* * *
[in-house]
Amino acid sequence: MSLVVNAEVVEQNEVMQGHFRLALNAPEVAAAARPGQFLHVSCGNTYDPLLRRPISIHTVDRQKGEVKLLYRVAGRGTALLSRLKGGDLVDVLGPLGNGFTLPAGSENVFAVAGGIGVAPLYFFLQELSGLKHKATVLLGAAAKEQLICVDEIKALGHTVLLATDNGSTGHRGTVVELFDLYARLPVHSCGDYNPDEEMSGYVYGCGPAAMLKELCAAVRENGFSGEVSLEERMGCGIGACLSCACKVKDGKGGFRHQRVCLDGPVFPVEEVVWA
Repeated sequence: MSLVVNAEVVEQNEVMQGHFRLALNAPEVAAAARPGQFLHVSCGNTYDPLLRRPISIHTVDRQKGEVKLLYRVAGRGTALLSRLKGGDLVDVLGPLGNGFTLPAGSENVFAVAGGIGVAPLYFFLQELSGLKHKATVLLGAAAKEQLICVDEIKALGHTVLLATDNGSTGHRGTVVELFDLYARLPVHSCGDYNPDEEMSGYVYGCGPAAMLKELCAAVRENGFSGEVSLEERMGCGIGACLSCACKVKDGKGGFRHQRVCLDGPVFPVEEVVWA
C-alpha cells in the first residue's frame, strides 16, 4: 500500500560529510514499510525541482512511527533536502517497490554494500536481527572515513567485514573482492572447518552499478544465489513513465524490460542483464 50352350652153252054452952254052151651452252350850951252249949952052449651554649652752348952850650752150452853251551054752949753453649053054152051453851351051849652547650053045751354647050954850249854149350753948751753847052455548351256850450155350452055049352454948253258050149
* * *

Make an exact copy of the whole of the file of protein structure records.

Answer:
[in-house]
Amino acid sequence: MSLVVNAEVVEQNEVMQGHFRLALNAPEVAAAARPGQFLHVSCGNTYDPLLRRPISIHTVDRQKGEVKLLYRVAGRGTALLSRLKGGDLVDVLGPLGNGFTLPAGSENVFAVAGGIGVAPLYFFLQELSGLKHKATVLLGAAAKEQLICVDEIKALGHTVLLATDNGSTGHRGTVVELFDLYARLPVHSCGDYNPDEEMSGYVYGCGPAAMLKELCAAVRENGFSGEVSLEERMGCGIGACLSCACKVKDGKGGFRHQRVCLDGPVFPVEEVVWA
Repeated sequence: MSLVVNAEVVEQNEVMQGHFRLALNAPEVAAAARPGQFLHVSCGNTYDPLLRRPISIHTVDRQKGEVKLLYRVAGRGTALLSRLKGGDLVDVLGPLGNGFTLPAGSENVFAVAGGIGVAPLYFFLQELSGLKHKATVLLGAAAKEQLICVDEIKALGHTVLLATDNGSTGHRGTVVELFDLYARLPVHSCGDYNPDEEMSGYVYGCGPAAMLKELCAAVRENGFSGEVSLEERMGCGIGACLSCACKVKDGKGGFRHQRVCLDGPVFPVEEVVWA
C-alpha cells in the first residue's frame, strides 16, 4: 500500500560529510514499510525541482512511527533536502517497490554494500536481527572515513567485514573482492572447518552499478544465489513513465524490460542483464 50352350652153252054452952254052151651452252350850951252249949952052449651554649652752348952850650752150452853251551054752949753453649053054152051453851351051849652547650053045751354647050954850249854149350753948751753847052455548351256850450155350452055049352454948253258050149